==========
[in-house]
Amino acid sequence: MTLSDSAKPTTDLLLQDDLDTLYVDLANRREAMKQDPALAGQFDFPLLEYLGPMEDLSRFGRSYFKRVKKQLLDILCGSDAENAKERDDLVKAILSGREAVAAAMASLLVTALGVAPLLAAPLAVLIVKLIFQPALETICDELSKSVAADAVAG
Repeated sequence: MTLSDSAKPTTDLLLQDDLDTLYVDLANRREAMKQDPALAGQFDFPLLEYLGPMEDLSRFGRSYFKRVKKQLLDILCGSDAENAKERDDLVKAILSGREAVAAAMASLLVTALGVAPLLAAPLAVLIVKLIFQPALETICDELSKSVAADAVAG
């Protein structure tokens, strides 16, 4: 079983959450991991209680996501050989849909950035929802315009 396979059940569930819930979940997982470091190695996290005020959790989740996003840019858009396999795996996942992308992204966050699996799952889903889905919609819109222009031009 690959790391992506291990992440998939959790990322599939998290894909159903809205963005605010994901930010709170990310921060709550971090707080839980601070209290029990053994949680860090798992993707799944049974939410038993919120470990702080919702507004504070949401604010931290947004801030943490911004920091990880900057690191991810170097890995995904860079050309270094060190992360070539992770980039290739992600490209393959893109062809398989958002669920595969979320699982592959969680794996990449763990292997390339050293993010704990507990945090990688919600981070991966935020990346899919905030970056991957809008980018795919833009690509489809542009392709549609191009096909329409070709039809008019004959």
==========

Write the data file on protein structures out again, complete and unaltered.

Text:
[in-house]
Amino acid sequence: MTLSDSAKPTTDLLLQDDLDTLYVDLANRREAMKQDPALAGQFDFPLLEYLGPMEDLSRFGRSYFKRVKKQLLDILCGSDAENAKERDDLVKAILSGREAVAAAMASLLVTALGVAPLLAAPLAVLIVKLIFQPALETICDELSKSVAADAVAG
Repeated sequence: MTLSDSAKPTTDLLLQDDLDTLYVDLANRREAMKQDPALAGQFDFPLLEYLGPMEDLSRFGRSYFKRVKKQLLDILCGSDAENAKERDDLVKAILSGREAVAAAMASLLVTALGVAPLLAAPLAVLIVKLIFQPALETICDELSKSVAADAVAG
């Protein structure tokens, strides 16, 4: 079983959450991991209680996501050989849909950035929802315009 396979059940569930819930979940997982470091190695996290005020959790989740996003840019858009396999795996996942992308992204966050699996799952889903889905919609819109222009031009 690959790391992506291990992440998939959790990322599939998290894909159903809205963005605010994901930010709170990310921060709550971090707080839980601070209290029990053994949680860090798992993707799944049974939410038993919120470990702080919702507004504070949401604010931290947004801030943490911004920091990880900057690191991810170097890995995904860079050309270094060190992360070539992770980039290739992600490209393959893109062809398989958002669920595969979320699982592959969680794996990449763990292997390339050293993010704990507990945090990688919600981070991966935020990346899919905030970056991957809008980018795919833009690509489809542009392709549609191009096909329409070709039809008019004959």